As they feast on my death with their lipsticked beaks, she exits the cubicle, parting them like a prophet. Her pain is a medal, and she feels momentarily lifted. Then is battered by a tide of identical blazers surging through the corridors to escape. She didn’t mean to be the weird one who scribbles in notebooks. Or for her scribbling to make them self conscious, afraid she’s writing them, when she’s only exorcising anxiety, or describing how the moonlight stipples the cycle path, or a crafting a simile out of the nicotine stain on the goalkeeper’s fingers. 

The heroism of bereavement wears off quickly. Six weeks later in the cloakroom. Why are you crying? a girl asks, thick with sympathy, but when my sister answers My brother died, the girl is perplexed. You’re still upset about that?  Not understanding how slowly grief erodes. How sometimes it doesn’t erode, but grows. The travesty of coping keeps the mineral-filled tears dripping inside, incessant, creating stone, like calcium deposits in a cave. Thus grief builds its unknown, unvisited castle.

A castle she has carried through the last two years of school, then into university and out the other side, five years, and no-one the wiser. The castle has grown until, alone, she does nothing but stalk its corridors. Nothing can be said to anyone, and even her counsellor seems bored, is digging for some deeper layer, some trauma or perversion, as though the loss of a brother is not impressive enough, not cause enough, for the pull towards death.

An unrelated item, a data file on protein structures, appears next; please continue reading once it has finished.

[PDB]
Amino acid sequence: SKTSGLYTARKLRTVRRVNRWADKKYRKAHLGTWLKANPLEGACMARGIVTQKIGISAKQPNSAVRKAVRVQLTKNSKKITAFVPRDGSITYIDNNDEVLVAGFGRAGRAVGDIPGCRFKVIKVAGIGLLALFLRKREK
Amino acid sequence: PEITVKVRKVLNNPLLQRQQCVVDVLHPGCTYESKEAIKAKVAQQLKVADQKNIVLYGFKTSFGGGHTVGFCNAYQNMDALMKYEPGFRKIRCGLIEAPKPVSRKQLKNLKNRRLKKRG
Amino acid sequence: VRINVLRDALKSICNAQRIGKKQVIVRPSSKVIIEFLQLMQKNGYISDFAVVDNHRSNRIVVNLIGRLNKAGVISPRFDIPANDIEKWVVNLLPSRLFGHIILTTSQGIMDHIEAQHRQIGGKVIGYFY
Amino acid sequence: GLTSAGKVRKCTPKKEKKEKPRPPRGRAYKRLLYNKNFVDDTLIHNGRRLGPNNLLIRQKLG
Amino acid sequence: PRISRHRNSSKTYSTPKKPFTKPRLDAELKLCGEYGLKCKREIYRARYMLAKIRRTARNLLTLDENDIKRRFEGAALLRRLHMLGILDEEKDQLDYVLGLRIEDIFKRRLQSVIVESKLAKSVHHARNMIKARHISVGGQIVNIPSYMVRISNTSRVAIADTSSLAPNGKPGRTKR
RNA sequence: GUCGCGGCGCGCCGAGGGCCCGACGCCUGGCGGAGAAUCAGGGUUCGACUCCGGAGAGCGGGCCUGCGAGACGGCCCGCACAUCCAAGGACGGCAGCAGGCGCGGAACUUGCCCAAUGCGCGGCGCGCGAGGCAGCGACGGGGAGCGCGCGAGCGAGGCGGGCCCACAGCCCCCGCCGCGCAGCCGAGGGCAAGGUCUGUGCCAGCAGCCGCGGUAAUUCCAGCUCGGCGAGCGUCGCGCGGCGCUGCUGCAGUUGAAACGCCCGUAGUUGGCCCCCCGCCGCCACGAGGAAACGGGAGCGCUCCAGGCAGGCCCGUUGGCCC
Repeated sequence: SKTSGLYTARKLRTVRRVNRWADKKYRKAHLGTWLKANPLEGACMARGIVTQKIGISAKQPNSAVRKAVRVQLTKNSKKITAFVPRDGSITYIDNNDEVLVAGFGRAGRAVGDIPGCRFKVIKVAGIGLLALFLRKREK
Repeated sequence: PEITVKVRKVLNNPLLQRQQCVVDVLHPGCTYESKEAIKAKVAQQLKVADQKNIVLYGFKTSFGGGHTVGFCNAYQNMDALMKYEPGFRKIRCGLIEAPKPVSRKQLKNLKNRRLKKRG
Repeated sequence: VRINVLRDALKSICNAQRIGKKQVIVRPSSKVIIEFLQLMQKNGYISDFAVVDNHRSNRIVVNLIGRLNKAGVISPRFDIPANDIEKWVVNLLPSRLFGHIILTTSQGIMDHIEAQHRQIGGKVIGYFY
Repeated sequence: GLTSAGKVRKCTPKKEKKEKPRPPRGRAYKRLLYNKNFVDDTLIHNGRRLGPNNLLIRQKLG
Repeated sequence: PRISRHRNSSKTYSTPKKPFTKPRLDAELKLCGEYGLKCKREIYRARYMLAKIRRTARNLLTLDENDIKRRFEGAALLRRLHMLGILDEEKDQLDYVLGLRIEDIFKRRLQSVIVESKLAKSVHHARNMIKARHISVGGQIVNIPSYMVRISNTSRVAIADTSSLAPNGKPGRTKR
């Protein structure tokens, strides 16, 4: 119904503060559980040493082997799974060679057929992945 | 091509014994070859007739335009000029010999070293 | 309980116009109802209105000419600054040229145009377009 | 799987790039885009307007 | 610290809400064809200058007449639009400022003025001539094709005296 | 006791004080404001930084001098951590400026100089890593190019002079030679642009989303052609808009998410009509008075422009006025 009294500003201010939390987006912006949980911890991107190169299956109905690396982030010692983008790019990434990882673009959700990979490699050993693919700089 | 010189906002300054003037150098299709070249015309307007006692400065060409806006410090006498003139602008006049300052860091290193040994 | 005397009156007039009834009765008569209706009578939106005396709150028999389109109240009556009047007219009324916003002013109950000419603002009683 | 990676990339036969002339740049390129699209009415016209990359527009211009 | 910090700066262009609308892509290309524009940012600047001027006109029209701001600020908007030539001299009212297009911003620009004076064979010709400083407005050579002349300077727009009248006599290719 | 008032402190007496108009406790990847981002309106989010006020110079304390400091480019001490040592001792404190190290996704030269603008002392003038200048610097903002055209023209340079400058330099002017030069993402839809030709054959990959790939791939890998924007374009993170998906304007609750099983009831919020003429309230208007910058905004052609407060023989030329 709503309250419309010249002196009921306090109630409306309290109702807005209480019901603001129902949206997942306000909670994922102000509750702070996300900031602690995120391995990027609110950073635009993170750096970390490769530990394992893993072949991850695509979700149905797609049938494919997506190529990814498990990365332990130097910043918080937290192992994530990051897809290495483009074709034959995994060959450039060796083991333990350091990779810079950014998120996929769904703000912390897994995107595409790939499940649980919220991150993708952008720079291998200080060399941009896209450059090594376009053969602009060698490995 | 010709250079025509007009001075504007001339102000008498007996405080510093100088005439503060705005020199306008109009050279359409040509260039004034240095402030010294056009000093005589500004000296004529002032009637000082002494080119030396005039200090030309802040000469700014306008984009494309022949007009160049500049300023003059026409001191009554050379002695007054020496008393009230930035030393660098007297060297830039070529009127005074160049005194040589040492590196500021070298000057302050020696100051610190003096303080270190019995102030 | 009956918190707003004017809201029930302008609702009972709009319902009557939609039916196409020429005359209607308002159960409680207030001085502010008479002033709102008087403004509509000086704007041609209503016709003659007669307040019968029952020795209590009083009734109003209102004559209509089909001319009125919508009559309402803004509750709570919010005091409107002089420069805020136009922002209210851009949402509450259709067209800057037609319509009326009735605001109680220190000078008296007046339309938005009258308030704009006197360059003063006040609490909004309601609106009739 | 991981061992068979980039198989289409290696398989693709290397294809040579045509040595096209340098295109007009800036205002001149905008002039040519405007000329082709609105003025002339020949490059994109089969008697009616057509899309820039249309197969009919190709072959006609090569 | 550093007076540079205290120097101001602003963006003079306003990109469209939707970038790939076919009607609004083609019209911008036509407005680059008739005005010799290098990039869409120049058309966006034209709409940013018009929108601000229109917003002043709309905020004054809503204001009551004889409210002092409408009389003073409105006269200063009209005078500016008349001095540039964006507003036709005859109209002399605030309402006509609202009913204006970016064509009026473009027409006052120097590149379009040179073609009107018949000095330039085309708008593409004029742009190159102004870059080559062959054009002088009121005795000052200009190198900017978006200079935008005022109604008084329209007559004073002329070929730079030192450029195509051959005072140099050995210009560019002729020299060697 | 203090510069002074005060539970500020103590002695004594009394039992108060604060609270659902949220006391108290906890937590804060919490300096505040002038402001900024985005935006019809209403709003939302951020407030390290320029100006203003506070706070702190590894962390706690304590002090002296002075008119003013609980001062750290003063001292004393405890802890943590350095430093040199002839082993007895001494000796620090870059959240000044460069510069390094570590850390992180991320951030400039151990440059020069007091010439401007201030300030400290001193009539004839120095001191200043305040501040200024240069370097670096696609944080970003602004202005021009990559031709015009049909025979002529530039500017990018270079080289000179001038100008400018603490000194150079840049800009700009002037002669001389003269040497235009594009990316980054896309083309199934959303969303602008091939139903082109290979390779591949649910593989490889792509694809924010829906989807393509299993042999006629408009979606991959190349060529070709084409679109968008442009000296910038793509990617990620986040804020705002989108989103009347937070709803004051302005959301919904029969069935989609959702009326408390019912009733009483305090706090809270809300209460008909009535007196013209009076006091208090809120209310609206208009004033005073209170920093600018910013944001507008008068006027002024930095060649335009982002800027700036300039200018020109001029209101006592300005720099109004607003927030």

Until we are here in her kitchen, half way between midnight and dawn and she is wondering how to join me. Not that she thinks she'll join me. She believes in oblivion, Larkin's 'vast extinction that we travel to and shall be lost in always'. She has read that poem out loud to herself so many times that the lines trickle out of her like blood from a cut. This is her metaphor: we are thinking together. She imagines herself lying in a bath in shorts and a T-shirt (she would not let them find her naked), her life colouring the water. But she isn't a cutter.

She is paralysed by misery. By wanting and not wanting to die. Wanting to feel nothing but afraid to feel nothing. Forever nothing. What if that is worse than this? Then, to herself, what could be worse? Knowing the pain she would cause. Her mother, who has lost one child already, losing another. The hatred she would bring onto her dead head, when all she wants is love. If she knew she would be loved in death, she would do it. Even though she wouldn't directly experience the love. The promise of love would be enough. The promise of compassion. That someone might think, Poor Her, and not the dread she is certain accompanies her name on caller display.